I dipped my finger into the warm, chocolaty batter and brought it to my mouth. The scent was heavenly as flavor expanded across my tongue. Tears filled my eyes. I stood motionless for a moment, my finger still in my mouth, as the flavor released its memories. I closed my eyes, and I could once again see three little blonde children chatting happily at the kitchen table as they made cakes out of Play-Dough while a baby girl banged her fist in a highchair. I imagined a different kitchen with a maple-topped center island and tall ceilings. I could hear the sounds of my children and feel a warm breeze blowing through open windows. When I opened my eyes, the only thing that was left were the tears and a lingering taste of chocolate.
This afternoon, I made Texas sheet cake brownies for the first time since we moved away from home. These brownies are a family favorite, a staple of Fourth of July picnics and summertime get-togethers. Making them is a hassle, but the delicious, warm, melty batter is worth it. The batter, and later the warm frosting, are almost better than the finished product. When the kids were little, they all lined up for a spoonful of each while I was cooking. The frosting is poured onto the cake as soon as it comes out of the oven, and it cools into a fudge that is almost cool as it melts in your mouth.
I don’t miss that place we all still call “home.” We haven’t been back in over four months, and I’m in no hurry to return. While there are a few people I miss, and certain restaurants, the things that made that place my home are no longer there. It is a strange and disconcerting thing to realize that no place is really home anymore. Home is in the brownie batter, the memories, the pictures, the stories, and in the love I carry in my heart for those who are far away or no longer with us.
This is a time of transition. I feel old. Often, I feel sad that life has had to change. I loved having all four kids in my life each day and living at home. I miss my parents and my grandparents. For most of my life, the presence of these people was something I took for granted. Now I know what a gift those years were, and that I will spend my remaining years missing, always missing, those people who are now gone. I remember Grandma once telling me how difficult it is to get old. She said, “You miss so many people. The older you get, there are more people who leave before you.”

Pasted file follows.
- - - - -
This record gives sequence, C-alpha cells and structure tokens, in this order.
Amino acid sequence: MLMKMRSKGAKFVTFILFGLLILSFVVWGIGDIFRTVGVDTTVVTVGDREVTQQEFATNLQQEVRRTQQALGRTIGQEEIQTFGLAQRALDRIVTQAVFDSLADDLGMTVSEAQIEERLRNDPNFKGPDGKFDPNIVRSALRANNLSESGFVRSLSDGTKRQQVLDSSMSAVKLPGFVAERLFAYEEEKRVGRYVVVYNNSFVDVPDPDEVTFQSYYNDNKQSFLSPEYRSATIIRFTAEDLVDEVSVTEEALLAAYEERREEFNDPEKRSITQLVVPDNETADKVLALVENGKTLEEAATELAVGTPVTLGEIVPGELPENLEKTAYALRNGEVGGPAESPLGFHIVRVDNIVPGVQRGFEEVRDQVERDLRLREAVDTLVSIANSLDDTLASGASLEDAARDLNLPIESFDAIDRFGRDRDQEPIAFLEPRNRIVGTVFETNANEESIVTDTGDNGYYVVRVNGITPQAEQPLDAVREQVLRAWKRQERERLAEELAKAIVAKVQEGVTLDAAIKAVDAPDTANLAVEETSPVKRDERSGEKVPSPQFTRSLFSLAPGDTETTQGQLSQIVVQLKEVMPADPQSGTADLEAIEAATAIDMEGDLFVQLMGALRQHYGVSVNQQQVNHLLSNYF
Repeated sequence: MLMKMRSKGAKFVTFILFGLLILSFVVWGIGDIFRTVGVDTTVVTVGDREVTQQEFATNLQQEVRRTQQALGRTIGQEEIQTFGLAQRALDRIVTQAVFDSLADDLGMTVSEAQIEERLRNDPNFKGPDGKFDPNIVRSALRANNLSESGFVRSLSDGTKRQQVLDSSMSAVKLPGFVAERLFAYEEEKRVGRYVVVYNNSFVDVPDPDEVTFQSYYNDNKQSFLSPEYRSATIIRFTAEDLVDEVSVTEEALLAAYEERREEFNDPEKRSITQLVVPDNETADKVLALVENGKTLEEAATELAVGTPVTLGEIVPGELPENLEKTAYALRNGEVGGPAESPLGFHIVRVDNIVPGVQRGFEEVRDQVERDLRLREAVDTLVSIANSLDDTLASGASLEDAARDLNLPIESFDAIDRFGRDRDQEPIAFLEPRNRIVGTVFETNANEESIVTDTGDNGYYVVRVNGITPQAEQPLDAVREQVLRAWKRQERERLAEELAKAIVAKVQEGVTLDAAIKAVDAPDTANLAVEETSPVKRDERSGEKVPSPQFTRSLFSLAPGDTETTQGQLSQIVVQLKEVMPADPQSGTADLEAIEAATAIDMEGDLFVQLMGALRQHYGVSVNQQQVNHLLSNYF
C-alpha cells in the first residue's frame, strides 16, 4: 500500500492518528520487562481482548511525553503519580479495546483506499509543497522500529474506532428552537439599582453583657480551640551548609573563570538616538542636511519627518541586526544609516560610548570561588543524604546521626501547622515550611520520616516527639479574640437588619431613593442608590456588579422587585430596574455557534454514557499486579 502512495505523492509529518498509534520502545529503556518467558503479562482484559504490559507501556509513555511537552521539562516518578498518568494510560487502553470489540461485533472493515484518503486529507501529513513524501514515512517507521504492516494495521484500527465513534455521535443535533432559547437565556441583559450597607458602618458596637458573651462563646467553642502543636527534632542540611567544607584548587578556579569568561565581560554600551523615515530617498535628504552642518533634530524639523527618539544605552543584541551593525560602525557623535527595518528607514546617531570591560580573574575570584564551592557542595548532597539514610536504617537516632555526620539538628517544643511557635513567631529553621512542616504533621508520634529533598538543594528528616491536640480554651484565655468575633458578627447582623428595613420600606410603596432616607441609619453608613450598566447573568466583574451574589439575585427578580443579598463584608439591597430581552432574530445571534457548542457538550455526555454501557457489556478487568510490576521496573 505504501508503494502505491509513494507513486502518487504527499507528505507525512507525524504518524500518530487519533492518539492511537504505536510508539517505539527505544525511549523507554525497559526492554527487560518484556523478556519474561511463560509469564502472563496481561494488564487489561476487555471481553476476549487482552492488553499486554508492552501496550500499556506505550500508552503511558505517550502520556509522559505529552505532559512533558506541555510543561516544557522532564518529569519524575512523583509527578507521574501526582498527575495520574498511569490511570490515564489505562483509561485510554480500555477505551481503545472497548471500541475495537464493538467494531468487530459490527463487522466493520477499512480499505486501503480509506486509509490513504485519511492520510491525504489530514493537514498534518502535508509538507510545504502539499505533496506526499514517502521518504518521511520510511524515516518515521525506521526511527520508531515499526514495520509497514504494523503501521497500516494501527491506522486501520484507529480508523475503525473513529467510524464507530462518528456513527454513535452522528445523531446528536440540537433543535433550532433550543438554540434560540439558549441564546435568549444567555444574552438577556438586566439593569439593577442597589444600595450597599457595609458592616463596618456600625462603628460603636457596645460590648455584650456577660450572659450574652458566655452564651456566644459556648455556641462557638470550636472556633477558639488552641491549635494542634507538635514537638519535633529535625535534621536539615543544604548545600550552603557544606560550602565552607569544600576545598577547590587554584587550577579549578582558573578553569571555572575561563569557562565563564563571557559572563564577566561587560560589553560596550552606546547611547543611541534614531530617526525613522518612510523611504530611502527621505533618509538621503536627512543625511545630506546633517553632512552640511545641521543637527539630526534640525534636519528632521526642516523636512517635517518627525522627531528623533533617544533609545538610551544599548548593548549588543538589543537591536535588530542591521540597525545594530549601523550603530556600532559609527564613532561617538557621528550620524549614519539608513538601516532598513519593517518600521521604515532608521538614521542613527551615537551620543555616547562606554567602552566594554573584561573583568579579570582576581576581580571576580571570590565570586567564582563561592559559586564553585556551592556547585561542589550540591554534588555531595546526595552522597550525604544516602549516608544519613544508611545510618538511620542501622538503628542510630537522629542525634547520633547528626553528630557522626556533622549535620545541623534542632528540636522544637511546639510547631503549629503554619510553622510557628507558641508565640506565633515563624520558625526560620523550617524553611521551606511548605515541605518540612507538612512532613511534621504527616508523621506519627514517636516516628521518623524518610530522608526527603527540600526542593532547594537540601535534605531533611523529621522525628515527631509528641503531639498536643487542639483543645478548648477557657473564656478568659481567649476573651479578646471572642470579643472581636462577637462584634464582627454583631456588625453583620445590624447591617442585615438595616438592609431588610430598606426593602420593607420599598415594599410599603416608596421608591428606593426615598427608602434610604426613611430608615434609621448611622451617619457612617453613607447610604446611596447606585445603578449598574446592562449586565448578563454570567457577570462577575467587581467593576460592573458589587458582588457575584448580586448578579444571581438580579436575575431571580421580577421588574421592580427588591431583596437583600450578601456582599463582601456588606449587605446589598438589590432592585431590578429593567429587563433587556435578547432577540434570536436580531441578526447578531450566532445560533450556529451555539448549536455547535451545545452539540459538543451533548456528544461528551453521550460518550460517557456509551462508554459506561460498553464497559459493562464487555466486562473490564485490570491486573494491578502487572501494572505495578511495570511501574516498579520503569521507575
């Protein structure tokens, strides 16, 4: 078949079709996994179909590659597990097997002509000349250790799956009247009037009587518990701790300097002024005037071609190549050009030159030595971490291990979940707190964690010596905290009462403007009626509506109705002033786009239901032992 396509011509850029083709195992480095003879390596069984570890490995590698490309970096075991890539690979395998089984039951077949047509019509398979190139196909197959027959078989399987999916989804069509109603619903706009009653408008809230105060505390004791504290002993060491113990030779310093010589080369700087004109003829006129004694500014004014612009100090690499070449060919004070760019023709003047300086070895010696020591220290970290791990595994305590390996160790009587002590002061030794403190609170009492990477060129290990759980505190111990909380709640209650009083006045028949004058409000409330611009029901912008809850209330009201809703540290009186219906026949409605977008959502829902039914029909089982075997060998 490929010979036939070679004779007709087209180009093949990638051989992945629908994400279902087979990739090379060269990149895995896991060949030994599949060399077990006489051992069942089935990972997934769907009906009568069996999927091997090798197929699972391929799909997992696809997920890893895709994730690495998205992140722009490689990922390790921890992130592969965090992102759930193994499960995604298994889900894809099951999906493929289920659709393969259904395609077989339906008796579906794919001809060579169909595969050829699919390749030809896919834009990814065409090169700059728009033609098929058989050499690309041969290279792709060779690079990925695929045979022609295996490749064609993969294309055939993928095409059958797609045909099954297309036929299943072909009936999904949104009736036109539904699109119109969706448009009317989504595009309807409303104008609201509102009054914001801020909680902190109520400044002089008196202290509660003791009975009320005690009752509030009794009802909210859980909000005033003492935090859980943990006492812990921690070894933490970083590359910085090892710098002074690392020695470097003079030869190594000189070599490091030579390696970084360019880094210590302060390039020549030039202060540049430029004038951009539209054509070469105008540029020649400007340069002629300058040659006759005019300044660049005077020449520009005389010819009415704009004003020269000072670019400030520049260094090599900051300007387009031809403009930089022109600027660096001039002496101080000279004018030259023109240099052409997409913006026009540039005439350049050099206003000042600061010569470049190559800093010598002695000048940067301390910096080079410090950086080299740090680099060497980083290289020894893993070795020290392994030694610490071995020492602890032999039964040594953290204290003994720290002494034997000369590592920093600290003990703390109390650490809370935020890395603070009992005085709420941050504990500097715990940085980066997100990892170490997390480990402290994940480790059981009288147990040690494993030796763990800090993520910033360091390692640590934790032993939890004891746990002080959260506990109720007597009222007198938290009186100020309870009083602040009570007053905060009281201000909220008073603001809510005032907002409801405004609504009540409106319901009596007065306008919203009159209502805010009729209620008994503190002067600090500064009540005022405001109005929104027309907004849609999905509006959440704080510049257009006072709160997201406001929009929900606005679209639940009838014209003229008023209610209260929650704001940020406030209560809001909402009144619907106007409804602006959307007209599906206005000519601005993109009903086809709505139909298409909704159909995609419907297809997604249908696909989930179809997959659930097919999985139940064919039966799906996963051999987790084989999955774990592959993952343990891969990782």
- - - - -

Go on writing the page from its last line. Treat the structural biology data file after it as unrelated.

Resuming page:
I look at T sometimes, and I try to imagine what my life would be like if he was gone, too. He jokes that he has an invisible expiration date stamped on his forehead. His dad died at 64, and he thinks that will be his fate, too. He jokes about it, but I know that he fears this will become the truth. I think of the girls, too. While they live here with us now, someday they’ll be gone, too. The enormity of change presses on me too much sometimes.
We create new memories. We adapt our lives to the changes. Or we don’t. Some people stall out as the changes in life hit them. They continue on with their same routines, or they become set in their ways. They stop growing. Change and growth, especially as we become older, is not easy. As children, our paths seem clearly defined: go to school, fall in love, get married, have children. What’s the next step? Grow old. Are we the first generation who is seeking something else between having children and growing old? There are a lot of years in between that seem to be undefined. Personally, I’m not content with the thought of just getting old until…..death.
T and I have recently begun planning out the next steps in this process of change. We’re in the beginning stages of buying a house, which appears so far to be much easier than it was to recently sell houses. I like being on this side of the transaction much better. This isn’t happening without some qualms, though. T and I have developed some commitment issues. After recently getting out from under almost 30 years of commitments, we’re reluctant to commit to anything at all right now. Buying this house makes sense, though. It’s a good investment. The house is in a sought-after neighborhood. Lola loves her new school. If we buy the house, we can make some decorative changes. Our monthly payments will be cut in half. It just makes sense, but we keep telling ourselves that this is a short-term commitment.
We’re also planning a trip. T and I are going to retrace the steps of a trip we took with T’s mother when we were 17 and 19 years old. T’s grandparents lived in Northern California, and we spent two weeks one summer visiting them with his mom and little sister. We wandered all over the mountain and swam in Tiger Creek. We helped his grandpa gather firewood, and we hauled water from the well up to the cabin. It will be a different trip this time. First of all, we won’t be making a grueling drive, but we’ll fly into Lake Tahoe and rent a car for the rest of the journey. Thirty years later, we’ll walk the mountainside again, and splash in Tiger Creek.
As I was writing this post, Emily came in and she said, “Mom! This house smells like home. Its smells like Grandma and Grandpa’s house!” And so I know part of what my role in life has become: to carry on the memories of our home.